How many of you remember OpenSignal’s report released a few months ago, which rated Bharti Airtel as India’s fastest network? Well, OpenSignal is back with yet another report named as ‘Average Peak Speeds Report,’ on India’s top four telecom operators- Bharti Airtel, Reliance Jio, Vodafone India, and Idea Cellular.
That being said, this new report is different from the average 4G download speed report released by OpenSignal a few months ago. Here’s how OpenSignal calculates the Average Peak Speed: In order to calculate the metric, OpenSignal looks at the fastest of the speed tests. Specifically, they only examine data from devices that have conducted multiple automated speed tests in a three-month period between December 2016 to February 2017.
So, OpenSignal extracts the fastest speed test from those devices and then toss out the bottom 95 percent of the results, which in turn leaves them with the top 5 percent of the fastest speeds they’ve collected from the crowdsourced community. The average of that top 5 percent is the average peak speed metric.
OpenSignal says “we’re not claiming this measurement is the topmost speed a device would ever experience on a particular operator’s network — operators could produce faster speeds in the laboratory conditions or, in rarer cases, in the field. But we feel average peak speed is an accurate measure of a 4G connection under the most optimised conditions, and it gives an indication of what consumers might really experience when unfettered by congestion or technical limitations.”
Diving into the data released by OpenSignal under the new Average Peak Speed metric, Bharti Airtel tops the chart, yet again, same as the OpenSignal’s fastest 4G speed award report released a few months ago. Airtel’s average peak speed test was 56.6 Mbps, which is five times faster than its average 4G download test of 11.5 Mbps.
When we look at Reliance Jio’s peak speed numbers, things get interesting. Even though Jio had the slowest average 4G speeds in the download speed report, the average peak speed of Jio is only second to Airtel. OpenSignal says Jio’s average peak speed is measured as 50 Mbps, which is nearly 13 times faster than its everyday 4G speed download speed of 3.9 Mbps. Meanwhile, both Vodafone and Idea peak speed measurements are about 4 times faster than their 4G measurements of 36.5 Mbps and 29.8 Mbps.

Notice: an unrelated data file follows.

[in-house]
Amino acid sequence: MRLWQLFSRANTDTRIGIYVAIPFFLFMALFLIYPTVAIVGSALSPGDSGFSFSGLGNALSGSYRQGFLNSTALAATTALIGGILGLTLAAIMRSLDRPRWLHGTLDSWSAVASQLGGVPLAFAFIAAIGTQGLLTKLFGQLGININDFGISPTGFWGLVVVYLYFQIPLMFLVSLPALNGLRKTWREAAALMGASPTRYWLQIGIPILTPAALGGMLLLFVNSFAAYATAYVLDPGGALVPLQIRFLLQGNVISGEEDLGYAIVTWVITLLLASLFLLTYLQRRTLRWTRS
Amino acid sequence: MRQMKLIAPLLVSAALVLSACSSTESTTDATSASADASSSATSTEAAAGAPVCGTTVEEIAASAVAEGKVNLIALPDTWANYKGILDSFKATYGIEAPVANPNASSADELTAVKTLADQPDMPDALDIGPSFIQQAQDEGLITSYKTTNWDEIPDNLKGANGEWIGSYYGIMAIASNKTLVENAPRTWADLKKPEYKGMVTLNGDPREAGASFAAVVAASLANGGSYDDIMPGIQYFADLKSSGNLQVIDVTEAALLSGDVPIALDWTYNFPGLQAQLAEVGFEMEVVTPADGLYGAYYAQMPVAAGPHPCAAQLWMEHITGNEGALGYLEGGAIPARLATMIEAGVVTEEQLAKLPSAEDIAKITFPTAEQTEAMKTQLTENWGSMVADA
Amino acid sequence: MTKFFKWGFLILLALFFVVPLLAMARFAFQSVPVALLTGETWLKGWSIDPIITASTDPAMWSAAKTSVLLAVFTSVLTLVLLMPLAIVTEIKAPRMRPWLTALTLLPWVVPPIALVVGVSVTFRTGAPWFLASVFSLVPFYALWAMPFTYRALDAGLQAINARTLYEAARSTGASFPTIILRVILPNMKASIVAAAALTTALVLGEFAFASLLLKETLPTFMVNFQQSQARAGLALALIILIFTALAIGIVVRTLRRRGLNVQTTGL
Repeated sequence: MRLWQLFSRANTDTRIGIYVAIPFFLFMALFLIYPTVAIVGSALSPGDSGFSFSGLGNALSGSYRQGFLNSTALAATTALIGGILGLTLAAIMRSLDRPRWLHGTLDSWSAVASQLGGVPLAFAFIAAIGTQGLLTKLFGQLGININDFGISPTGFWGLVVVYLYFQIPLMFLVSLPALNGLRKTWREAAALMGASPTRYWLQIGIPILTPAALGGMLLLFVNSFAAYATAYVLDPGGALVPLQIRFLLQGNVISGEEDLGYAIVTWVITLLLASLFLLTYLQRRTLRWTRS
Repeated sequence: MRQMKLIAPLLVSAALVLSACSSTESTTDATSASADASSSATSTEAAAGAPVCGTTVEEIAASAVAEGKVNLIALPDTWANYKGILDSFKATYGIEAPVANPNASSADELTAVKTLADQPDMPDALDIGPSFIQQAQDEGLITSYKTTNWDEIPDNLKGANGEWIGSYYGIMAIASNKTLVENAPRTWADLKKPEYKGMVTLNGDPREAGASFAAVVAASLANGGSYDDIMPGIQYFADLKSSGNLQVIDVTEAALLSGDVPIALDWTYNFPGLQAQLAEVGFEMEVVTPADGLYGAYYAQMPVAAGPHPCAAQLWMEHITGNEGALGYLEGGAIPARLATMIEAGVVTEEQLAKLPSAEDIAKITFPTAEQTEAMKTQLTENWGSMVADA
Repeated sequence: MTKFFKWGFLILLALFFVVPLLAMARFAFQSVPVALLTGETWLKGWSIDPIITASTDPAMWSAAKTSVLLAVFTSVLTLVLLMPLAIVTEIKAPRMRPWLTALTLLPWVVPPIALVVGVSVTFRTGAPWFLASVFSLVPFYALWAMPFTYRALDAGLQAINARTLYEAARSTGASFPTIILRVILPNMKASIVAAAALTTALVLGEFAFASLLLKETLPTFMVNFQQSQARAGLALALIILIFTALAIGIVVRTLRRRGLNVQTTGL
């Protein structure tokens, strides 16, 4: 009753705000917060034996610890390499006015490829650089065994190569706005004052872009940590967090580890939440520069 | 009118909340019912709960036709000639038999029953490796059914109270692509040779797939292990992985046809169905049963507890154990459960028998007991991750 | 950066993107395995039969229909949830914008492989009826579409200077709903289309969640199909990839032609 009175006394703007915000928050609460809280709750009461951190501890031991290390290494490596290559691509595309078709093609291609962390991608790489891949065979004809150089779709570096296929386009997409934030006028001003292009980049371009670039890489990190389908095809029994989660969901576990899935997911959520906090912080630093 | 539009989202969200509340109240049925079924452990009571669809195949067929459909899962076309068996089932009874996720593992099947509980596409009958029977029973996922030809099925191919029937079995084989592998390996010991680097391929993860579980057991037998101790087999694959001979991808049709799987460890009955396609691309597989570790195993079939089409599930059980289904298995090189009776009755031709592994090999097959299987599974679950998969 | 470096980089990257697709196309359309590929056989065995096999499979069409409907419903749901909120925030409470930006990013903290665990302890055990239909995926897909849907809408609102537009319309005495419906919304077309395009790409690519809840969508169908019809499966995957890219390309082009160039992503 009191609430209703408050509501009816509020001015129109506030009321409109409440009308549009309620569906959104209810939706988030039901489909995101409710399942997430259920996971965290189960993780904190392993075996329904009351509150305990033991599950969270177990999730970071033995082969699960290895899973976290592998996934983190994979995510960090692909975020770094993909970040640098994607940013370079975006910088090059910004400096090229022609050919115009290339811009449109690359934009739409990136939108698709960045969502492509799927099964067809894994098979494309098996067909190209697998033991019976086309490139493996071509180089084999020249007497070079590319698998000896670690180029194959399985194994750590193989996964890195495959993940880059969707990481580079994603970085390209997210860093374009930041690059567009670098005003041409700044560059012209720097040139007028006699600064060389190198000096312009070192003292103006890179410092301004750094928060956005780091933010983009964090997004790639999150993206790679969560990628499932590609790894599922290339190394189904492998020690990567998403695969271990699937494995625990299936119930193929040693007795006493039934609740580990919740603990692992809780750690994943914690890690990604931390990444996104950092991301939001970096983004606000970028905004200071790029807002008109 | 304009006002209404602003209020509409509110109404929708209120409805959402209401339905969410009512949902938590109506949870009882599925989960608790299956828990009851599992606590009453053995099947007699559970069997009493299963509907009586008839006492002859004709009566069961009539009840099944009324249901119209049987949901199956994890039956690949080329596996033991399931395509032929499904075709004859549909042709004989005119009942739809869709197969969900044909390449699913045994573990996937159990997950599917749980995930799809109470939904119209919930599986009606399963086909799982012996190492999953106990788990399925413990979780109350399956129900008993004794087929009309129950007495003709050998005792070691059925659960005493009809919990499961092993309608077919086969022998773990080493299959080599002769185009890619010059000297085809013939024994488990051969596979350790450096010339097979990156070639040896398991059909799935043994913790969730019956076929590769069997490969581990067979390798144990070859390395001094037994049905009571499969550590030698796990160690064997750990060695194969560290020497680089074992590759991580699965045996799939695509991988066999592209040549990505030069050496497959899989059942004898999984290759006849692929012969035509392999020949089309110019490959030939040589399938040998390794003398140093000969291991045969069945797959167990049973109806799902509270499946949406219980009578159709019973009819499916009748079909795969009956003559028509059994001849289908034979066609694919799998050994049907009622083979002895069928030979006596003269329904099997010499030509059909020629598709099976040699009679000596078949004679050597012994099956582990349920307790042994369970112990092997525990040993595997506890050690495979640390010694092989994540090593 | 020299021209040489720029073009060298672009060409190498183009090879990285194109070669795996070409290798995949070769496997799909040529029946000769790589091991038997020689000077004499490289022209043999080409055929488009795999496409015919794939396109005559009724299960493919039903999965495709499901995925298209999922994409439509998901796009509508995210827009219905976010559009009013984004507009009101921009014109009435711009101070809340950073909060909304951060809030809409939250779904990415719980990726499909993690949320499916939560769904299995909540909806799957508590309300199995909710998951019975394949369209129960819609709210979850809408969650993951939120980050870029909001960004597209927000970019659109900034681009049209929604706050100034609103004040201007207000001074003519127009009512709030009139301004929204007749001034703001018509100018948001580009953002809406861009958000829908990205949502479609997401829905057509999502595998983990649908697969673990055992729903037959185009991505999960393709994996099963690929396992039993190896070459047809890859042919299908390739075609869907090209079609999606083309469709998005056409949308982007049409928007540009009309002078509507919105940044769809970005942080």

OpenSignal extracted the average peak speeds from 93,464 devices, same as India’s Download speed report. OpenSignal used the same data, instead they isolated the top 5 percent of tests from users that had multiple speed tests in the three month period.
Furthermore, OpenSignal also gave an explanation of why Jio’s peak speeds are much higher than the average. Opensignal says that Jio’s phenomenal growth over the last few months is incredible, which in turn added congestion on the network. So, that incredible growth is bound to tax any network, forcing users to vie against one another for bandwidth. However, it concluded that Jio’s network is capable of achieving some insane speeds.
“Our data show that Jio’s slow average 4G speeds aren’t a technical limitation, but rather a capacity bottleneck. As Jio adds more capacity — either through new spectrum or building more cell sites — or as Jio’s mobile data consumption levels drop, then its typical download speeds should increase,” claimed OpenSingal.
Secondly, OpenSignal also answered why TRAI’ speed test results showed Reliance Jio as the fastest operator in India. For six consecutive months, TRAI has measured the fastest 4G speeds on Jio’s networks through its MySpeed app. OpenSignal urges that “The discrepancy comes from TRAI’s methodology. TRAI is measuring operator performance under ideal conditions, while OpenSignal’s methodology tests the typical everyday experience of consumers. As our average peak speed metric shows, there’s a huge difference between Jio’s everyday speeds and its optimal speeds.”
Not only OpenSignal; Ookla’s report also revealed Jio’s average LTE speeds to be much slower than other operators in the country. Once Jio’s extraordinary data usage returns to more manageable levels, the big gap between its peak and average speeds should close says OpenSignal.
Lastly, OpenSignal concluded that the average peak speed metric is still in the experimental stage, so they haven’t included it yet in the full public report. They will be releasing the full public report in coming days.